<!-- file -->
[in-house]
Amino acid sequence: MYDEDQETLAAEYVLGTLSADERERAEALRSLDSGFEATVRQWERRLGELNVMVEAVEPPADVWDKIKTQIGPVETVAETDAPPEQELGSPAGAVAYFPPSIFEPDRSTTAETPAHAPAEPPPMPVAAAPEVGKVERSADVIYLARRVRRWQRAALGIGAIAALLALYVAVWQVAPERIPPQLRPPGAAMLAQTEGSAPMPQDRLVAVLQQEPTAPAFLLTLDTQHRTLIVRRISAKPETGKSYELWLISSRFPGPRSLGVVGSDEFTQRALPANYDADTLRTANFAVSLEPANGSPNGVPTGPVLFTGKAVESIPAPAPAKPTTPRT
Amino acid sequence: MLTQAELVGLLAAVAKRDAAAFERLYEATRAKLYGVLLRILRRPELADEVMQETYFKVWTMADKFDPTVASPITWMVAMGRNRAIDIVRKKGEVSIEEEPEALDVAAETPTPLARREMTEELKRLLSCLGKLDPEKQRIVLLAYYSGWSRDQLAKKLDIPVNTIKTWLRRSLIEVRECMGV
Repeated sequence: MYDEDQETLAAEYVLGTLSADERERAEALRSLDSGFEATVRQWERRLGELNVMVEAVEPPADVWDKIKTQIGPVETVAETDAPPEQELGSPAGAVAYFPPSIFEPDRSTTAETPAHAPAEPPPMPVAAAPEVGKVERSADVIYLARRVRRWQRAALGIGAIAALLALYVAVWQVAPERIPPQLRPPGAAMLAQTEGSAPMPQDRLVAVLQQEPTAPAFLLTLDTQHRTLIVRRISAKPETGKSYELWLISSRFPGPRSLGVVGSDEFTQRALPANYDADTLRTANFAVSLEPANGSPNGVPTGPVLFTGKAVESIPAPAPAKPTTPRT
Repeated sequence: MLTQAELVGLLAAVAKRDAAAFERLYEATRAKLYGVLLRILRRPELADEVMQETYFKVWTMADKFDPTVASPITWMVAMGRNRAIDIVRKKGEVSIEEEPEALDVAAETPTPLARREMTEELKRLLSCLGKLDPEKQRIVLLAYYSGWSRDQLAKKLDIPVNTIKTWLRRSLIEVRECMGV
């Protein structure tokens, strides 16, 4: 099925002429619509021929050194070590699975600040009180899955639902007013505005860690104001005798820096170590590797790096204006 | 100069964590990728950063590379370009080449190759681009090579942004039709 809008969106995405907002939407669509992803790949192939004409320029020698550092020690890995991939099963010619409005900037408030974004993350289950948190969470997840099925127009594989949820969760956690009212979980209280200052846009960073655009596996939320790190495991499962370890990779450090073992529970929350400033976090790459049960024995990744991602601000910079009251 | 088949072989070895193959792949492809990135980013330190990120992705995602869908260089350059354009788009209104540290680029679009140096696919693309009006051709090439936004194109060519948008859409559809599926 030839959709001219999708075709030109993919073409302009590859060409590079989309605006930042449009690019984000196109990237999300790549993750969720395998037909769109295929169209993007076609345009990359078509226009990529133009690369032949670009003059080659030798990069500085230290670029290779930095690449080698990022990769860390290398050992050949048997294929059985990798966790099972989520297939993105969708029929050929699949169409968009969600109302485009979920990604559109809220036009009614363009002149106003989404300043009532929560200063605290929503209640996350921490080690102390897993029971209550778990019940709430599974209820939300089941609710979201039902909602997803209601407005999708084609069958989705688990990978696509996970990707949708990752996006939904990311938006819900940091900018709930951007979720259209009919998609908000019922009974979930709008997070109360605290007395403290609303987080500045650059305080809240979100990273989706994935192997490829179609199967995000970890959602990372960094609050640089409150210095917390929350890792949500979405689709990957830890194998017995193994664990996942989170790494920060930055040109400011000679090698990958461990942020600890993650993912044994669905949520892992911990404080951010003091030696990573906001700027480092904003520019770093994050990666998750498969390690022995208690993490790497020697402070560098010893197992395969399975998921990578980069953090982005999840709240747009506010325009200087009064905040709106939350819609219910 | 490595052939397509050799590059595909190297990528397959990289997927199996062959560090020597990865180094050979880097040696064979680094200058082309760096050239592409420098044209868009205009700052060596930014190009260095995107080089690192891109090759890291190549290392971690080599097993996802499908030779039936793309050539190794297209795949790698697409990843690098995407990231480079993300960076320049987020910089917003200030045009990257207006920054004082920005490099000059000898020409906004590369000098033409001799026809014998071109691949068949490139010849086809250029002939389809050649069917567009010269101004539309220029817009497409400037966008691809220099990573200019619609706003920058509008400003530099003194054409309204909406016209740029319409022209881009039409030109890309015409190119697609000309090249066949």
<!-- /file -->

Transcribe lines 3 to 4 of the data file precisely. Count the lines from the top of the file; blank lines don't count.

Amino acid sequence: MLTQAELVGLLAAVAKRDAAAFERLYEATRAKLYGVLLRILRRPELADEVMQETYFKVWTMADKFDPTVASPITWMVAMGRNRAIDIVRKKGEVSIEEEPEALDVAAETPTPLARREMTEELKRLLSCLGKLDPEKQRIVLLAYYSGWSRDQLAKKLDIPVNTIKTWLRRSLIEVRECMGV
Repeated sequence: MYDEDQETLAAEYVLGTLSADERERAEALRSLDSGFEATVRQWERRLGELNVMVEAVEPPADVWDKIKTQIGPVETVAETDAPPEQELGSPAGAVAYFPPSIFEPDRSTTAETPAHAPAEPPPMPVAAAPEVGKVERSADVIYLARRVRRWQRAALGIGAIAALLALYVAVWQVAPERIPPQLRPPGAAMLAQTEGSAPMPQDRLVAVLQQEPTAPAFLLTLDTQHRTLIVRRISAKPETGKSYELWLISSRFPGPRSLGVVGSDEFTQRALPANYDADTLRTANFAVSLEPANGSPNGVPTGPVLFTGKAVESIPAPAPAKPTTPRT